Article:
Rise in car thefts steers county toward doubling of 1986 total

August 16, 1993|By Ed Heard | Ed Heard,Staff Writer

Car thefts increased 7.6 percent in Howard County during the first half of 1993, continuing a climb that puts them on a pace to double the total for all of 1986, county police say.

The 536 reported vehicle thefts through June this year nearly match the 594 thefts recorded for all of 1986.

From 1986 to 1992, the number of vehicle thefts has generally crept upward, dropping occasionally because of the sporadic nature of the crime, police say. There were 739 vehicles stolen in 1988, for instance, 970 in 1990 and 929 in 1992.

Sgt. Gary Gardner, police spokesman, said the increase in stolen vehicles is consistent with the trend in other metropolitan counties.

"Ninety percent of it is joy riding, so it fluctuates," he said. "Auto theft is a very trendy crime. It's everywhere. Howard County is no different.".

This year, police have recovered vehicles or arrested suspects in at least 22 percent of auto theft cases.

To combat car thieves, county police attempt to focus patrols in areas where cars are stolen frequently, Sergeant Gardner said.

The addition of 39 recruits who will graduate from the police academy near the end of the year will be a welcome addition to the county's 166 patrol officers, he said.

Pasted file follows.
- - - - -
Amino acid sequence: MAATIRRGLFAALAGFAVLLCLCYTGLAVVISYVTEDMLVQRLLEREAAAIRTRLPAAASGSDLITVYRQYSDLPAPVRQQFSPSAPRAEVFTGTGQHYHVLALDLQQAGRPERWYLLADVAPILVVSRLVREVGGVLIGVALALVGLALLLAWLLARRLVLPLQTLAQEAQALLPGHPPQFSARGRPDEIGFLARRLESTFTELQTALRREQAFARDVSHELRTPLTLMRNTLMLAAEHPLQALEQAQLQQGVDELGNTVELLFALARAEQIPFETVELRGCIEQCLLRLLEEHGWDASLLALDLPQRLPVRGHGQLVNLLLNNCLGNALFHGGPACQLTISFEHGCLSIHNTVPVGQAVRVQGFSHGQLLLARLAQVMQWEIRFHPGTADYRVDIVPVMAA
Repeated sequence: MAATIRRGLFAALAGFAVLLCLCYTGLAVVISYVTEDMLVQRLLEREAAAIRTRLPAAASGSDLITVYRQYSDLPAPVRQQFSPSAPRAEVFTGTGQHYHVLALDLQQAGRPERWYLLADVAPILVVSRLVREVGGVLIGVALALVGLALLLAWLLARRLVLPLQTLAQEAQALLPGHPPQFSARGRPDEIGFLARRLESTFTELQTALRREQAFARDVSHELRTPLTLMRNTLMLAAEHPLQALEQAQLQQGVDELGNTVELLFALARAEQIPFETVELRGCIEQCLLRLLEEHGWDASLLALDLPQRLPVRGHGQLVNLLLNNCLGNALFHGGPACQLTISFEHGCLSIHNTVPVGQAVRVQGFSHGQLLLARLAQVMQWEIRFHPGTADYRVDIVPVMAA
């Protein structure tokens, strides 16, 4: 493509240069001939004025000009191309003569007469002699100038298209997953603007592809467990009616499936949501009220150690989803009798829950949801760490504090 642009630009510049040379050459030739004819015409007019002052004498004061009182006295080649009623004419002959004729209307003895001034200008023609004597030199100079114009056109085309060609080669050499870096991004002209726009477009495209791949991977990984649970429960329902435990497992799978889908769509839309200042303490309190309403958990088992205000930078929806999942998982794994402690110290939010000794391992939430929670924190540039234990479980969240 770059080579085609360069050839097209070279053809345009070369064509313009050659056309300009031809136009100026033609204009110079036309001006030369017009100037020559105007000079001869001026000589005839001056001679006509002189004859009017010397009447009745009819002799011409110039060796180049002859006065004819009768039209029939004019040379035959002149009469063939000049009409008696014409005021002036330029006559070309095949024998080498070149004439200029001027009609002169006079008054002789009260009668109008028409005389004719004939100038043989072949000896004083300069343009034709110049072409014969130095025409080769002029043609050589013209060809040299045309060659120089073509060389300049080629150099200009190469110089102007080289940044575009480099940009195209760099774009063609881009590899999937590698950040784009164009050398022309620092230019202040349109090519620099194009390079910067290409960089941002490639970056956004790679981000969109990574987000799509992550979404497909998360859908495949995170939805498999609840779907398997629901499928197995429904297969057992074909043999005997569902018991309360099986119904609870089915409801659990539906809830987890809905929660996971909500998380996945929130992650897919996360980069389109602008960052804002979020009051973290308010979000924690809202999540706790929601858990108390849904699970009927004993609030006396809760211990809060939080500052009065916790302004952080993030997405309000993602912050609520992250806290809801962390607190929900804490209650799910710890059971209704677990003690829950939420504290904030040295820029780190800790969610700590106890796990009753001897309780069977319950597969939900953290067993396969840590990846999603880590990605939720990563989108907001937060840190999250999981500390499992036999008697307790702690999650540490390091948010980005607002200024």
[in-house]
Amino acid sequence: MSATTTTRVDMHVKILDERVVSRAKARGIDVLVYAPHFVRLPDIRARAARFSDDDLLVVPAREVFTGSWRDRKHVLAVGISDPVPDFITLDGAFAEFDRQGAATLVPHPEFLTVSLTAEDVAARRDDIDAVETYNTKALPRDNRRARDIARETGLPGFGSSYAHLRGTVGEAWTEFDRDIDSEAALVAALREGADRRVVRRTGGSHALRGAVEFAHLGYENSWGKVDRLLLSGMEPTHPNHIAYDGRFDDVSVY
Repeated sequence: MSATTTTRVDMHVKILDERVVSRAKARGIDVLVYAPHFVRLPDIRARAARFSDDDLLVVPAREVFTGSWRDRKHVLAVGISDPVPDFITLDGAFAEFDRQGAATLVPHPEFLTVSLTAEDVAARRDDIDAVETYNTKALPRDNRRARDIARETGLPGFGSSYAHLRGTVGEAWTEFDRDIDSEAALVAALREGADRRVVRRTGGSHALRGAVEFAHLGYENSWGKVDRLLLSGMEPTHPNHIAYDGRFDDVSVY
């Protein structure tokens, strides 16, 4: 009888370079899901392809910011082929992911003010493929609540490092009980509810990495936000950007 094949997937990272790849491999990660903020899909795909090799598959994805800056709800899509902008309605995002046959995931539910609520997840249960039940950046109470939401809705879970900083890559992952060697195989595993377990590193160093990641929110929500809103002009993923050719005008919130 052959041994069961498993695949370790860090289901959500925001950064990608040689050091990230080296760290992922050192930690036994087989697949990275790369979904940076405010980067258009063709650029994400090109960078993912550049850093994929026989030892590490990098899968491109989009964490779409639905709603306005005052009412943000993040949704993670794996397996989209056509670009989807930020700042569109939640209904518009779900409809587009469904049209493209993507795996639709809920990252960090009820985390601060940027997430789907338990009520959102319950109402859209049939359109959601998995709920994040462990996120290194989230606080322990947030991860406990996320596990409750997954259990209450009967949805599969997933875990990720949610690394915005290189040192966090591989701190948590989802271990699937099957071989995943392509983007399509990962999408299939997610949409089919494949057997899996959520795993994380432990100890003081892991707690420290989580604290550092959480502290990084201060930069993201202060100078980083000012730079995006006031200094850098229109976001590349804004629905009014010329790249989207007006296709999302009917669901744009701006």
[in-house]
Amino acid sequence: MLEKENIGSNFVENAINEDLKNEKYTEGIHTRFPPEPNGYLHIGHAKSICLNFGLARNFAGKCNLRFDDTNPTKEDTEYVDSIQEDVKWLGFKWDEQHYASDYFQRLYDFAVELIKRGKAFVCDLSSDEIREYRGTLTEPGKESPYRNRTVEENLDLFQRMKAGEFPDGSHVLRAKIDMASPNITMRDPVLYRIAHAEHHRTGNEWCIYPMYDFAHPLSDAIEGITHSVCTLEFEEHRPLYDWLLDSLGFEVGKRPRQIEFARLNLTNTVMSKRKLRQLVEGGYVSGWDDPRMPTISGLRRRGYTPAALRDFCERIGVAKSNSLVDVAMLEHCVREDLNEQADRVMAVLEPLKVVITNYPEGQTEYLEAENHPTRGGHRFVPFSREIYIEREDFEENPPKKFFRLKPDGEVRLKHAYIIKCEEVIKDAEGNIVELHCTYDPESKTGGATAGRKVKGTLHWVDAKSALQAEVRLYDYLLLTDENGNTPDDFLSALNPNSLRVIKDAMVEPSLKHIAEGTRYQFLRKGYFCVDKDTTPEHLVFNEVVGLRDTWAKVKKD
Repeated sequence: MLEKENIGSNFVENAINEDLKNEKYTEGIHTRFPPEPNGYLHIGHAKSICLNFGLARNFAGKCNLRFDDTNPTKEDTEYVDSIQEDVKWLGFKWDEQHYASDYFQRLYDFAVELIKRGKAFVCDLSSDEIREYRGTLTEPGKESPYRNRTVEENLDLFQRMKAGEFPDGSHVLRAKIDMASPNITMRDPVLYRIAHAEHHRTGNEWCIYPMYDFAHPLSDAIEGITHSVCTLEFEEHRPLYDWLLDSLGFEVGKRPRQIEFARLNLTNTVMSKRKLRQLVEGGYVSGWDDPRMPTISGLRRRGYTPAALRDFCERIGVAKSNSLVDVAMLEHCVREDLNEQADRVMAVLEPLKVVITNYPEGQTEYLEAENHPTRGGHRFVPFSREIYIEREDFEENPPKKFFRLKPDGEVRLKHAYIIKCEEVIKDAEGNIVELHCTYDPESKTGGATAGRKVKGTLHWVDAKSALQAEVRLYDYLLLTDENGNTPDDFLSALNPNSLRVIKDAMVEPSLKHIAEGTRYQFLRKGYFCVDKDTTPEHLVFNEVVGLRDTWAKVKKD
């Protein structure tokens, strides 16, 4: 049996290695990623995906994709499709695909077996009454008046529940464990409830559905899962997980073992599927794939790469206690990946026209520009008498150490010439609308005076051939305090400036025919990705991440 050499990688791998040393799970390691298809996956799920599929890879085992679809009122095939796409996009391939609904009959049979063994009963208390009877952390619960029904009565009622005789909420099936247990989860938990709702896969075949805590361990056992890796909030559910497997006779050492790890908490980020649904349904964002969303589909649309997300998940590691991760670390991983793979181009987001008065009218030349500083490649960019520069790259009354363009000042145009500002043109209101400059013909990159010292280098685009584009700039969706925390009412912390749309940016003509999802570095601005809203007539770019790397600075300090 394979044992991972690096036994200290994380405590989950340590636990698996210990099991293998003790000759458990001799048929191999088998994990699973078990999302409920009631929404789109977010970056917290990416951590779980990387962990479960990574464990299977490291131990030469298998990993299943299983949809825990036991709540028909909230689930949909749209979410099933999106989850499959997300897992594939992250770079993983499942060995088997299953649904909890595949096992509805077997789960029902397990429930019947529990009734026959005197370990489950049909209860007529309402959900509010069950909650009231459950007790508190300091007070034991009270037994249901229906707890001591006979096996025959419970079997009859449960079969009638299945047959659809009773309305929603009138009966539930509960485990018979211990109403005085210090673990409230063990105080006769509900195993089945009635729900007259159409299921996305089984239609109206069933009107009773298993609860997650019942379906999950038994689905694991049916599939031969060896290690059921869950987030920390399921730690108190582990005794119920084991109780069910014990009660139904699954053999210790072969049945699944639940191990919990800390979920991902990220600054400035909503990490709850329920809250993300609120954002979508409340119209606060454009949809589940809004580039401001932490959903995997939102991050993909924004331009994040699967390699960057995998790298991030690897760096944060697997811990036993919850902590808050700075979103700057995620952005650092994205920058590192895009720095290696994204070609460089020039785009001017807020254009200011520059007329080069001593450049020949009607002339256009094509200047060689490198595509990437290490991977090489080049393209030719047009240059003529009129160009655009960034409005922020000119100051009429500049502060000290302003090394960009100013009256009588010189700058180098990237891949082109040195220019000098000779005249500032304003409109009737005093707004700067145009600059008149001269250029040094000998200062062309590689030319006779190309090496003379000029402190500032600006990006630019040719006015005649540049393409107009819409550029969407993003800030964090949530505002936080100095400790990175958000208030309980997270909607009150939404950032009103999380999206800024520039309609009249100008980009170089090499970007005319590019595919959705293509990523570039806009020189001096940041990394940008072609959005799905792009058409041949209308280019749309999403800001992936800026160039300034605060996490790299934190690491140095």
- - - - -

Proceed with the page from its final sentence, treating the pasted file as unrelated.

In the Columbia area, the county's most populous, there were 204 thefts in the first seven months of this year.

From January to July 27, there were 89 car thefts in Ellicott City, while 69 cars were stolen in the Laurel area and 28 in Elkridge.

Twenty-five vehicles were taken in Jessup during the same period, and 33 were stolen in Savage. In rural western Howard County, six vehicles had been stolen through the end of July, police said.

Police said the most popular cars for thieves have been Chevrolets, Fords, Hondas, Toyotas and Acuras.

Two popular models -- Honda Accords and Acura Legends -- have been the hottest items for thieves cruising the parking lot at The Mall in Columbia, where 14 cars have been stolen since the beginning of summer. Ten of the stolen cars were recovered in Baltimore, police said.

Sergeant Gardner said that most places with large lots full of cars, such as malls and apartment complexes, offer variety to joy riders.

Thieves used to hit locations just off U.S. 40 in Ellicott City or U.S. 29 near Little Patuxent Parkway, routes offering easy escape, but recent experience indicates that almost any place could be vulnerable to auto theft, Sergeant Gardner said.

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